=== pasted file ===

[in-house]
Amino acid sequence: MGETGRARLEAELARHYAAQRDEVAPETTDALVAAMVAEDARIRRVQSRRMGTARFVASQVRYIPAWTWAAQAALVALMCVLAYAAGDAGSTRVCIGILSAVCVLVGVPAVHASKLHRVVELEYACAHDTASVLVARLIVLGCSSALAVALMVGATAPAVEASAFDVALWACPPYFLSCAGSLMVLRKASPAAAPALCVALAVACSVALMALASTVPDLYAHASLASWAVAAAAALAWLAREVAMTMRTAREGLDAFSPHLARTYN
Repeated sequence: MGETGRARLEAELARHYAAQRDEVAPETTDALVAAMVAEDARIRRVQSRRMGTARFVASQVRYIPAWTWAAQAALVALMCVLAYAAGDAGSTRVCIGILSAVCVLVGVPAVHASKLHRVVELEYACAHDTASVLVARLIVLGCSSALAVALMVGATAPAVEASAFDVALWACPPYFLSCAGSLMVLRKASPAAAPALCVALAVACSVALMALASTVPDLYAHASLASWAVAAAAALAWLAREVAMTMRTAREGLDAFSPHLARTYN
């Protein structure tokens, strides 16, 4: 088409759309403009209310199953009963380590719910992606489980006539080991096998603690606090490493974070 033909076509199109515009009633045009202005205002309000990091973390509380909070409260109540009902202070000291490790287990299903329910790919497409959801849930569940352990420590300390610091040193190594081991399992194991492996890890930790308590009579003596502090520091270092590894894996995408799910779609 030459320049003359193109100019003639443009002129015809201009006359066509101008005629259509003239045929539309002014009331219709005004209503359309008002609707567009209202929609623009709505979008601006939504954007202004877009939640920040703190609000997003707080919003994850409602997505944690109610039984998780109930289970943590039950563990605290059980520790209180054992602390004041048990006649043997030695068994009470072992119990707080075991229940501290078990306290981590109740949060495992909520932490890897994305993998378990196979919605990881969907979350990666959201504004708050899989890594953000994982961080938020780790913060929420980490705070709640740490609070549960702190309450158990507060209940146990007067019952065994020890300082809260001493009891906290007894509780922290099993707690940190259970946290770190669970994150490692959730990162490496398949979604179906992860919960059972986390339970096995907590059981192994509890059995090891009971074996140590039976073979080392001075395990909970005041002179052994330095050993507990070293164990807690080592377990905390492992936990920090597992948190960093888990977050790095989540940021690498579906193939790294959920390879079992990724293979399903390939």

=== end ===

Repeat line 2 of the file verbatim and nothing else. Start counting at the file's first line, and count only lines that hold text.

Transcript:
Amino acid sequence: MGETGRARLEAELARHYAAQRDEVAPETTDALVAAMVAEDARIRRVQSRRMGTARFVASQVRYIPAWTWAAQAALVALMCVLAYAAGDAGSTRVCIGILSAVCVLVGVPAVHASKLHRVVELEYACAHDTASVLVARLIVLGCSSALAVALMVGATAPAVEASAFDVALWACPPYFLSCAGSLMVLRKASPAAAPALCVALAVACSVALMALASTVPDLYAHASLASWAVAAAAALAWLAREVAMTMRTAREGLDAFSPHLARTYN